What Tastes Similar to Eggnog?
As mentioned before, eggnog has a similar taste to that of custard ice cream or defrosted ice cream. Since it does have the same consistency, you would be eating/drinking it the same way. (You can even add a little booze in it to spice things up).
Another small resemblance to the taste of eggnog is bubblegum, but that can also be a stretch. For some people, it tastes like bubblegum flavored whole milk.
A lighter calorie drink that will taste similar is vanilla chai tea. This holiday alternative is great for those looking to knock some calories but also can’t drink dairy.
Is there a Vegan Alternative to Eggnog?
If you still want to have the taste of eggnog but want a non-dairy or vegan version, consider purchasing soy nog or rice nog. Basically, almost any dairy-free nog is a vegan option, which is great if you still want to get into the holiday spirit without losing the holiday drink!
It’s super easy to make at home if you can’t find a vegan version in stores. A quick example of how to make it would include the ingredients of:
- Coconut milk
- Maple syrup
- Ground cinnamon and nutmeg
- Pure vanilla extract
These ingredients together will create a sweet, creamy and delicious “eggnog” that tastes very similar, if not better, to the real thing. Plus, it eliminates the use of raw, easily expired foods that can cause not so cheerful spirits during a super cheering holiday.
Can You Have Non-Alcoholic Eggnog?
Although I don’t prefer it, it is possible to drink eggnog without alcohol. This is great for those looking for a booze-free night, or for the kids who want to join the party.
You can buy only non-alcoholic eggnog at the grocery store. Those are pasteurized so they’re meant to last longer. If you make your alcohol-free eggnog, it’s best to finish it within two to three days, since you’re playing with very perishable foods.
It’s also important to note that you’re eating whipped raw eggs, especially if it’s homemade. If you drink too much of it, there’s a chance you can get salmonella. If you add alcohol, that inhibits bacterial growth. It may not kill it completely, but it helps!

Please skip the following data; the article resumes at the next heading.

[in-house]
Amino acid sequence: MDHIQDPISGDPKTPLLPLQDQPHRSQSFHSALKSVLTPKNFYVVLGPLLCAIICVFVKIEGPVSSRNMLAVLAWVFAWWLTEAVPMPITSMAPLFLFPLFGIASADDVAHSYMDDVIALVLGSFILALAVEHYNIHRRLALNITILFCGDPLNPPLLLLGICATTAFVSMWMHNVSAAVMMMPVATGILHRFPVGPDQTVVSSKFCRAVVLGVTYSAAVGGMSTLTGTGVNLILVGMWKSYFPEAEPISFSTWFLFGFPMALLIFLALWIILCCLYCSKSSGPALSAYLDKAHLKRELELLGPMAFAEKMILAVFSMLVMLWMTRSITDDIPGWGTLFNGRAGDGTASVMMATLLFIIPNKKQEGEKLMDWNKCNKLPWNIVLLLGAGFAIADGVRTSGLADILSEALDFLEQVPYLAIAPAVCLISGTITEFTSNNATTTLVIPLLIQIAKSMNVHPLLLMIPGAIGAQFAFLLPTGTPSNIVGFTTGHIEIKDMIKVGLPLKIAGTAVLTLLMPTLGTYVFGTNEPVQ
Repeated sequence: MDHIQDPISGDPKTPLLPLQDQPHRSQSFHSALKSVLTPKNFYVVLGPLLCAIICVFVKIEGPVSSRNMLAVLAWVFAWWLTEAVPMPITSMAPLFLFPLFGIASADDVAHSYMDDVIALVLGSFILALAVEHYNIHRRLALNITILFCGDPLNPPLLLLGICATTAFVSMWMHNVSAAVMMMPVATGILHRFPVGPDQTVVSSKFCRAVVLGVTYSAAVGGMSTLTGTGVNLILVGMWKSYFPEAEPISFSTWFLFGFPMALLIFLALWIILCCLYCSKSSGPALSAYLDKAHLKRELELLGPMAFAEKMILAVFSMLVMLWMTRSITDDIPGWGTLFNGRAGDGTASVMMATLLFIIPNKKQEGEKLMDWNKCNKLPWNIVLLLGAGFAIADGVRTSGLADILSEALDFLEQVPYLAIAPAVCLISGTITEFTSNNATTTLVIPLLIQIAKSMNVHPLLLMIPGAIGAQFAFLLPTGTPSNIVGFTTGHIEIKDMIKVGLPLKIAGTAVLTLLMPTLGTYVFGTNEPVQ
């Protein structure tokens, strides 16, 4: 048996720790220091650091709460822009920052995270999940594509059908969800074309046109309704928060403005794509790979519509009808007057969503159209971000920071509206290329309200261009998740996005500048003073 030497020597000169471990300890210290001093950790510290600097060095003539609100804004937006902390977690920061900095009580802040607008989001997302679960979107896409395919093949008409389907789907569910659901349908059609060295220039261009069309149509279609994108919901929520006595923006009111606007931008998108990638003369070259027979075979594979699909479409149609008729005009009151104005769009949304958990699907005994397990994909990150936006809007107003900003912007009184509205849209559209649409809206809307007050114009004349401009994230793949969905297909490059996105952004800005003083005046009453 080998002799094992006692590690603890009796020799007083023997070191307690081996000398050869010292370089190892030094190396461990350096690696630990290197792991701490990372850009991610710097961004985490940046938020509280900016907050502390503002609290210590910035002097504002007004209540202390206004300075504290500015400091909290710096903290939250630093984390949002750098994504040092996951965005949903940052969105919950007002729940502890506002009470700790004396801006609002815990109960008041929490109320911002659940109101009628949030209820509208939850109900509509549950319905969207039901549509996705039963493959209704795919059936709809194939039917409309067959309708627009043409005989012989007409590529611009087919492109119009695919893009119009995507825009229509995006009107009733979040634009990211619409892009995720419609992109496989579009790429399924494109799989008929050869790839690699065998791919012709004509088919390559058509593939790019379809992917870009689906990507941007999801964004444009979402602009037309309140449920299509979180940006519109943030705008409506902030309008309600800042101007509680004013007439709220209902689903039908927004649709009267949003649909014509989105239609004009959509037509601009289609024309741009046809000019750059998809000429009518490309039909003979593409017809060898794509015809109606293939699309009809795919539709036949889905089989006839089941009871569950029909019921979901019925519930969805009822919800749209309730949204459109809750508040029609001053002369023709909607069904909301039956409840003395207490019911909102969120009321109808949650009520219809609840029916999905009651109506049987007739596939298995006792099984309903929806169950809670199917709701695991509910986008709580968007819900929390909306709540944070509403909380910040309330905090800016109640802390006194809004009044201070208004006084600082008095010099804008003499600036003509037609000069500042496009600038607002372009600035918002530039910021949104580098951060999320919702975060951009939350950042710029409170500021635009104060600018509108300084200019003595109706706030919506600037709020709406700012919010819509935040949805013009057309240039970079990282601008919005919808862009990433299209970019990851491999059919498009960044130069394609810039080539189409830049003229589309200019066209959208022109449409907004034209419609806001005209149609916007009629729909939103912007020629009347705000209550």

What Does Spoiled Eggnog Taste Like?
If you’ve tested your limits and waited out the eggnog in your fridge a little longer than you should have, you might run into some unpleasant tastes.
Just like expired milk, you can tell if eggnog has gone bad if it’s lumpy and has a sour and unpleasant odor. It will also lose its color from beige yellow to another hue.
However, there is something called, “aged eggnog” if the eggnog contains (a lot of) alcohol. It requires a lot of planning and is not created by accident (like accidentally leaving your eggnog in the back of your fridge).
The aged batch will taste strikingly different. The aged eggnog is rounder, smoother, and noticeably more complex, with a satisfying start-to-finish flavor. But again, and I cannot stress this enough, you’ll need a lot of alcohol to kill the bacteria.
Attempting to drink expired eggnog will not only make your tastebuds want to jump off your tongue, but you might end up with some consequences.
Eggnog made with raw, unpasteurized eggs can contain salmonella, which is a leading cause of food poisoning. Food poisoning can include upset stomach, stomach cramps, nausea, vomiting, diarrhea, and fever.
Eggnog with alcohol is looking pretty good, isn’t it?
But in all seriousness, just like any drink or undercooked food, be sure to drink eggnog wisely, with or without alcohol, and make sure you follow the expiration dates carefully!
Then we will all have a holly jolly good time this holiday season. Cheers!